The Handoff: Your Week in Rheumatology News – 11/18/16

As rheumatology evolves, it can be challenging to stay current with the latest research and treatments. The Handoff is a weekly roundup of the most important news and updates in rheumatic diseases. Keep your finger on the pulse of rheumatology with The Handoff.

–The 2016 American College of Rheumatology Annual Meeting might be over, but Rheumatology Advisor’s coverage continues. Check out the latest from the conference here.

–A New England Journal of Medicine study has found that celecoxib (Celebrex®, Pfizer) is no more likely to cause myocardial infarctions than ibuprofen or naproxen. Rheumatology Advisor reported on the conclusion of the decade-long study, which questions the widespread assumption that coxibs as an entire class may carrier similar cardiovascular risks. Will this change your management of pain associated with arthritis?

–A multicenter study has found that both certolizumab pegol and adalimumab are equally as effective in treating rheumatoid arthritis, according to several key measures of disease activity. The study also found that switching from one drug to another can benefit patients who are not responding positively.

–The International Osteoporosis Foundation (IOF) Chronic Inflammation and Bone Structure (CIBS) Working Group concluded their investigation into progressive bone loss in rheumatoid arthritis. The verdict? Early and aggressive treatment with biologic disease-modifying antirheumatic drugs (bDMARDs) can lower inflammation and halt the resulting bone loss.

–Full results from EXXELERATE ( identifier NCT01500278), a head-to-head study of certolizumab pegol (Cimzia®, UCB Pharma) and adalimumab (Humira®, AbbVie), have been published in the Lancet. The study found no statistically significant difference in efficacy between the two drugs, but contributed to the limited research surrounding immediate switching of anti-tumor necrosis factor (TNF) drugs.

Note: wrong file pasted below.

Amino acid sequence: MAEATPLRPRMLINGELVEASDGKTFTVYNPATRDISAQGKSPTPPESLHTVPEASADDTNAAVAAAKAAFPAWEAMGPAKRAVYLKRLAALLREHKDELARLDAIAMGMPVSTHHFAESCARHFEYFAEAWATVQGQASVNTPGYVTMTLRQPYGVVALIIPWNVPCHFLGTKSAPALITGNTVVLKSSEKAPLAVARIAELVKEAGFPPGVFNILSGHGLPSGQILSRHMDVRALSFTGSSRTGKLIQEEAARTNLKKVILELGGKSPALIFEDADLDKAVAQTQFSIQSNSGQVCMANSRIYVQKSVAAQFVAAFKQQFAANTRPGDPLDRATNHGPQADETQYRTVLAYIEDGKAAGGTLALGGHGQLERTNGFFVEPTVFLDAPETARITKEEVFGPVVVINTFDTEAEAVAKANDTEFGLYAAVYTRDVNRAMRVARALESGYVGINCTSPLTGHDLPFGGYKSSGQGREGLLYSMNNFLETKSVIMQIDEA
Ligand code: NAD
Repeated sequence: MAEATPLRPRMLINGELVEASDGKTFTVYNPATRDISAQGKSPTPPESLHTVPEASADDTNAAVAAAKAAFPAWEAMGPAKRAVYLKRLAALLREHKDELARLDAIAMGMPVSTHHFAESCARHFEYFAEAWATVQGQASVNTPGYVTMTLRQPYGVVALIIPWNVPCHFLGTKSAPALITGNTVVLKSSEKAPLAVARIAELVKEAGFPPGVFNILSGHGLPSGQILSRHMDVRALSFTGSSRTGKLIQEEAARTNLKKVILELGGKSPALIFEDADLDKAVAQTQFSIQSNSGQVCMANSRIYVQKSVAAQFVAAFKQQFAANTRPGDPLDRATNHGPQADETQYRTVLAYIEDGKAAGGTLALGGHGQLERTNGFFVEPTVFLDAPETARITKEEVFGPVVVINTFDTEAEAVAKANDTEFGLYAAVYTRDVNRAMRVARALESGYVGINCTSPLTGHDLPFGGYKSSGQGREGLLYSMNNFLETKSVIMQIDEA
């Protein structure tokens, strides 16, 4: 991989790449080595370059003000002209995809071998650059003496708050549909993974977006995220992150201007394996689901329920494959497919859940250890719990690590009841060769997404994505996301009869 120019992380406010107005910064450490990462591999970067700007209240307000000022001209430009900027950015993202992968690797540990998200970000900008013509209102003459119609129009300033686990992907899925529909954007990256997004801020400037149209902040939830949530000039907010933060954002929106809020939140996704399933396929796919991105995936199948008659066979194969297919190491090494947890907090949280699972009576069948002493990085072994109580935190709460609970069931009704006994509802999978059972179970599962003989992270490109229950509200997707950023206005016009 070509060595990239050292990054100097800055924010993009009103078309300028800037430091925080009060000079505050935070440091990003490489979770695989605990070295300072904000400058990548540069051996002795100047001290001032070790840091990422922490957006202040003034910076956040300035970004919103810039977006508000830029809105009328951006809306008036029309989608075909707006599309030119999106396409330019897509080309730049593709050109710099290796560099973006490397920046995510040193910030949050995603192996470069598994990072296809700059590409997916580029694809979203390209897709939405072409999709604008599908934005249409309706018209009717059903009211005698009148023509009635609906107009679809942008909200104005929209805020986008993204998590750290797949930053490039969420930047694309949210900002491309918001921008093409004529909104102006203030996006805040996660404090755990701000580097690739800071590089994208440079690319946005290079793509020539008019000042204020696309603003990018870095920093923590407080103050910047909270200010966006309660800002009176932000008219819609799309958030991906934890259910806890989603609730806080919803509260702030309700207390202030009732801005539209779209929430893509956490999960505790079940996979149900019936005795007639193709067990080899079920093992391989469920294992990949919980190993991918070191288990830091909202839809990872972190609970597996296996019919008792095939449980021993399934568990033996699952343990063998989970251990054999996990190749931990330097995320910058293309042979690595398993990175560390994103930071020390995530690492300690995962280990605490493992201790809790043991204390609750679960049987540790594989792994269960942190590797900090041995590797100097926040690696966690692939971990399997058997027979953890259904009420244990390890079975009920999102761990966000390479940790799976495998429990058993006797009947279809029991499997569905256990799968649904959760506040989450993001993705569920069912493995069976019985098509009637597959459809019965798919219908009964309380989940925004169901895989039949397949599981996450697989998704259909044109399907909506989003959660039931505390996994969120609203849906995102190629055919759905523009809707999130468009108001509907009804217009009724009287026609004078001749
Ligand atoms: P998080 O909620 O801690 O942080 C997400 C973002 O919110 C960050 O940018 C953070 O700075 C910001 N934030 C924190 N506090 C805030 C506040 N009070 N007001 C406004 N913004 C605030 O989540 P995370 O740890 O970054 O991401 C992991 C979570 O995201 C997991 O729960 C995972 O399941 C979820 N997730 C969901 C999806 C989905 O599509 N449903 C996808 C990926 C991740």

–For the fifth time, GlaxoSmithKline has been ranked first on the Access to Medicine Index, a who’s who of pharmaceutical company efforts to bring drugs, vaccines, and scientific expertise to low- and middle-income countries around the globe.

— Data presented at the 2016 ACR Annual Meeting by Novarits and Celgene show that their respective drugs—secukinumab (Cosentyx®, Novartis) and apremilast (Otezla®, Celgene)—both meet similar designated ACR20 outcome benchmarks and improve signs and symptoms of psoriatic arthritis.

–Another presentation out of ACR presented data from the ORBIT study ( identifier NCT01021735)—a randomized controlled trial from the United Kingdom—found that 3 specific gene expression signatures can help rheumatologists predict which patients with moderate-to-severe RA are more likely to respond to either TNF inhibitors (TNFi) or B-cell depletion therapies.

–A study conducted by the Mayo Clinic found that patients with elevated proportions of inflammatory protein type 1 interferon beta are more likely to respond poorly to TNFi treatments. As Theresa Wampler Muskardin, MD, a rheumatologist at the Mayo Clinic points out, “Investigating these pathways may identify other targets for therapy or other markers that may predict treatment response.”

–Eric L. Matteson, MD, MPH, sat down with Rheumatology Advisor to discuss research supported with the Rheumatology Research Foundation. Watch the video below. 

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